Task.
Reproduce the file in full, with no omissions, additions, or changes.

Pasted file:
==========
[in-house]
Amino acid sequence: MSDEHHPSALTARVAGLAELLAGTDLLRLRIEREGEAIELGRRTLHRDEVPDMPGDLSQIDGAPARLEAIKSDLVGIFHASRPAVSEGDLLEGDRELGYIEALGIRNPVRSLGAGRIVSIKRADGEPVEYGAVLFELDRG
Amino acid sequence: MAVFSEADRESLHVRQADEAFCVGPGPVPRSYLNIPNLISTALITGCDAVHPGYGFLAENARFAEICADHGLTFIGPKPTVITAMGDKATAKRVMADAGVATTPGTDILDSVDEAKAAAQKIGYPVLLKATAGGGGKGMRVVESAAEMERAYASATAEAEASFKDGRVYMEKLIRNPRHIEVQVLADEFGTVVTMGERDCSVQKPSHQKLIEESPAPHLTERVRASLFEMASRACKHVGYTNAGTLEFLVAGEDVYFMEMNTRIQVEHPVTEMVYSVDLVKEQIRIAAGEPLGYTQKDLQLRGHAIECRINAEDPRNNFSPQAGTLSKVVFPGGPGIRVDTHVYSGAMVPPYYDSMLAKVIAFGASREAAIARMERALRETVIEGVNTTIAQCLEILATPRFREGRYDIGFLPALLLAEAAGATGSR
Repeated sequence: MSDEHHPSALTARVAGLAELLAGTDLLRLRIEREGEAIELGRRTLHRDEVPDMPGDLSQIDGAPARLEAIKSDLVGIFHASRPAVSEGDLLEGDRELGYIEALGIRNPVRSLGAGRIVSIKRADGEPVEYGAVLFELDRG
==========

[in-house]
Amino acid sequence: MSDEHHPSALTARVAGLAELLAGTDLLRLRIEREGEAIELGRRTLHRDEVPDMPGDLSQIDGAPARLEAIKSDLVGIFHASRPAVSEGDLLEGDRELGYIEALGIRNPVRSLGAGRIVSIKRADGEPVEYGAVLFELDRG
Amino acid sequence: MAVFSEADRESLHVRQADEAFCVGPGPVPRSYLNIPNLISTALITGCDAVHPGYGFLAENARFAEICADHGLTFIGPKPTVITAMGDKATAKRVMADAGVATTPGTDILDSVDEAKAAAQKIGYPVLLKATAGGGGKGMRVVESAAEMERAYASATAEAEASFKDGRVYMEKLIRNPRHIEVQVLADEFGTVVTMGERDCSVQKPSHQKLIEESPAPHLTERVRASLFEMASRACKHVGYTNAGTLEFLVAGEDVYFMEMNTRIQVEHPVTEMVYSVDLVKEQIRIAAGEPLGYTQKDLQLRGHAIECRINAEDPRNNFSPQAGTLSKVVFPGGPGIRVDTHVYSGAMVPPYYDSMLAKVIAFGASREAAIARMERALRETVIEGVNTTIAQCLEILATPRFREGRYDIGFLPALLLAEAAGATGSR
Repeated sequence: MSDEHHPSALTARVAGLAELLAGTDLLRLRIEREGEAIELGRRTLHRDEVPDMPGDLSQIDGAPARLEAIKSDLVGIFHASRPAVSEGDLLEGDRELGYIEALGIRNPVRSLGAGRIVSIKRADGEPVEYGAVLFELDRG